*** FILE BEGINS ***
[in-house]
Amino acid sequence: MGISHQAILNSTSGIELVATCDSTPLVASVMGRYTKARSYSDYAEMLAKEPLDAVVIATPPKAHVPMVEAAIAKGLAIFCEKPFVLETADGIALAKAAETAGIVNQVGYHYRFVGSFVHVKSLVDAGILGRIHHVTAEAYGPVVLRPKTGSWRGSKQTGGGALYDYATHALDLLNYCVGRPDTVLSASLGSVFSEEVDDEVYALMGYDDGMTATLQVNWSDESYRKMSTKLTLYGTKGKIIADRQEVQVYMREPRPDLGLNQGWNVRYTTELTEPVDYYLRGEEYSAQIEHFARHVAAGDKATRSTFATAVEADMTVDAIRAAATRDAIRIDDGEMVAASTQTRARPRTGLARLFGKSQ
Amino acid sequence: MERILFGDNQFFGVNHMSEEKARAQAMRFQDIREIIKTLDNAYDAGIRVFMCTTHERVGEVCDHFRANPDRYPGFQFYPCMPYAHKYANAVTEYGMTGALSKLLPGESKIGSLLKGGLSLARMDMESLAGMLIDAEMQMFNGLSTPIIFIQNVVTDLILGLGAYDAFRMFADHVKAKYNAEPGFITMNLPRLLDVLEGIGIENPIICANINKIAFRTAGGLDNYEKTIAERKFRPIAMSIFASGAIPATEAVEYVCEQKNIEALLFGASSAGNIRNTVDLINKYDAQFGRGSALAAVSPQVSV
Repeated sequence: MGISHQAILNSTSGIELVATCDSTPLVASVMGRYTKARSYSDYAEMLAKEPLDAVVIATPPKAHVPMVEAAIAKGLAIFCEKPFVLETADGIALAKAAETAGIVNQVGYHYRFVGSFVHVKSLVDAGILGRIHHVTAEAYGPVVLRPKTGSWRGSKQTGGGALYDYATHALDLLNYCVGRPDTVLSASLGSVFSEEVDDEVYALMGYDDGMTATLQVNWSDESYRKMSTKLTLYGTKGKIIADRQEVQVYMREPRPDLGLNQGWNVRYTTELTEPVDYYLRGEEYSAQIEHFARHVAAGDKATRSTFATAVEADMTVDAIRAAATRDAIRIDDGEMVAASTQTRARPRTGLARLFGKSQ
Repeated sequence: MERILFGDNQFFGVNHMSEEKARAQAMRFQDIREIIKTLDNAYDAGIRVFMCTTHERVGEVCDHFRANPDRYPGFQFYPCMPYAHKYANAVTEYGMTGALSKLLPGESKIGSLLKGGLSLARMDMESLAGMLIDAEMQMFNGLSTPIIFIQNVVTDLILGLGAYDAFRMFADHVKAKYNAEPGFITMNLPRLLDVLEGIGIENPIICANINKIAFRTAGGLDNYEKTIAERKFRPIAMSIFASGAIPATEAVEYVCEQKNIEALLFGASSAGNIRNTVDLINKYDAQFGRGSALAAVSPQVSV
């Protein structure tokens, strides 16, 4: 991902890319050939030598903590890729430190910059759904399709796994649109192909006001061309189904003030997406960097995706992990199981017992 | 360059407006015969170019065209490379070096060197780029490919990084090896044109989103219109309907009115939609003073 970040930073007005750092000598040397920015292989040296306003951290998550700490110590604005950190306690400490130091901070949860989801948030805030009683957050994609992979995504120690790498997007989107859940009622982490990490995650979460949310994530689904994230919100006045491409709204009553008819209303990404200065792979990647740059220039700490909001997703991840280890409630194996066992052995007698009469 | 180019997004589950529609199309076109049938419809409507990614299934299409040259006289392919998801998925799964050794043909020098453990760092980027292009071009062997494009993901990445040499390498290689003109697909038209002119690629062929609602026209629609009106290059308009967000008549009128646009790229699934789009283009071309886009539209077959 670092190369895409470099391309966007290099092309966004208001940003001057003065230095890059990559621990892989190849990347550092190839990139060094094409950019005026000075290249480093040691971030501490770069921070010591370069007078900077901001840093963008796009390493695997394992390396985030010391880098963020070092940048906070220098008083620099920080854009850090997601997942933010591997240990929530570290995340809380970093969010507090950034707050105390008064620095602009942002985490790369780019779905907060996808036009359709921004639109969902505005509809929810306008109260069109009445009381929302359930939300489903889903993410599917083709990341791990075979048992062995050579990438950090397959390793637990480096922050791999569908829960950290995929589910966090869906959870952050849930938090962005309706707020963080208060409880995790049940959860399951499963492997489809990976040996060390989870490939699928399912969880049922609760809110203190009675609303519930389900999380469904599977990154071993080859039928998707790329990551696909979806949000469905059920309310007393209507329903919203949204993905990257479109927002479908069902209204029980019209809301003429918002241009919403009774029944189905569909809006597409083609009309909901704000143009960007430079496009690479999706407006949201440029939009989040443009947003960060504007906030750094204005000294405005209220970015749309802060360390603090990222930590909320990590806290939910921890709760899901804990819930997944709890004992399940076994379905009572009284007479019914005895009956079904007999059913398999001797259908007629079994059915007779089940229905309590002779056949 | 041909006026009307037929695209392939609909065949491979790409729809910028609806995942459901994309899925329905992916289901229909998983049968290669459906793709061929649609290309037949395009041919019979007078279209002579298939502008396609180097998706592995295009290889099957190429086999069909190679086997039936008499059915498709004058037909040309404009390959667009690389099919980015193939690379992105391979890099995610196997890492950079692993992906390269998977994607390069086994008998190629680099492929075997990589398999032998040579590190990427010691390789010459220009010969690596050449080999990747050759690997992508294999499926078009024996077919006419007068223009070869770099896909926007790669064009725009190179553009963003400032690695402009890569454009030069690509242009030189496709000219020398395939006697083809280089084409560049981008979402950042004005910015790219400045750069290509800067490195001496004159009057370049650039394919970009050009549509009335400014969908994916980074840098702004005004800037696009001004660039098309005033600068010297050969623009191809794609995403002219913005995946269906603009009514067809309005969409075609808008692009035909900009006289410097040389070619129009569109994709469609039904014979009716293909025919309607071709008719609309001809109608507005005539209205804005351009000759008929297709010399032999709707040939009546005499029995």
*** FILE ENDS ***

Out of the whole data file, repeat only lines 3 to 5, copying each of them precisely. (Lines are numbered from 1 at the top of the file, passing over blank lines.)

Amino acid sequence: MERILFGDNQFFGVNHMSEEKARAQAMRFQDIREIIKTLDNAYDAGIRVFMCTTHERVGEVCDHFRANPDRYPGFQFYPCMPYAHKYANAVTEYGMTGALSKLLPGESKIGSLLKGGLSLARMDMESLAGMLIDAEMQMFNGLSTPIIFIQNVVTDLILGLGAYDAFRMFADHVKAKYNAEPGFITMNLPRLLDVLEGIGIENPIICANINKIAFRTAGGLDNYEKTIAERKFRPIAMSIFASGAIPATEAVEYVCEQKNIEALLFGASSAGNIRNTVDLINKYDAQFGRGSALAAVSPQVSV
Repeated sequence: MGISHQAILNSTSGIELVATCDSTPLVASVMGRYTKARSYSDYAEMLAKEPLDAVVIATPPKAHVPMVEAAIAKGLAIFCEKPFVLETADGIALAKAAETAGIVNQVGYHYRFVGSFVHVKSLVDAGILGRIHHVTAEAYGPVVLRPKTGSWRGSKQTGGGALYDYATHALDLLNYCVGRPDTVLSASLGSVFSEEVDDEVYALMGYDDGMTATLQVNWSDESYRKMSTKLTLYGTKGKIIADRQEVQVYMREPRPDLGLNQGWNVRYTTELTEPVDYYLRGEEYSAQIEHFARHVAAGDKATRSTFATAVEADMTVDAIRAAATRDAIRIDDGEMVAASTQTRARPRTGLARLFGKSQ
Repeated sequence: MERILFGDNQFFGVNHMSEEKARAQAMRFQDIREIIKTLDNAYDAGIRVFMCTTHERVGEVCDHFRANPDRYPGFQFYPCMPYAHKYANAVTEYGMTGALSKLLPGESKIGSLLKGGLSLARMDMESLAGMLIDAEMQMFNGLSTPIIFIQNVVTDLILGLGAYDAFRMFADHVKAKYNAEPGFITMNLPRLLDVLEGIGIENPIICANINKIAFRTAGGLDNYEKTIAERKFRPIAMSIFASGAIPATEAVEYVCEQKNIEALLFGASSAGNIRNTVDLINKYDAQFGRGSALAAVSPQVSV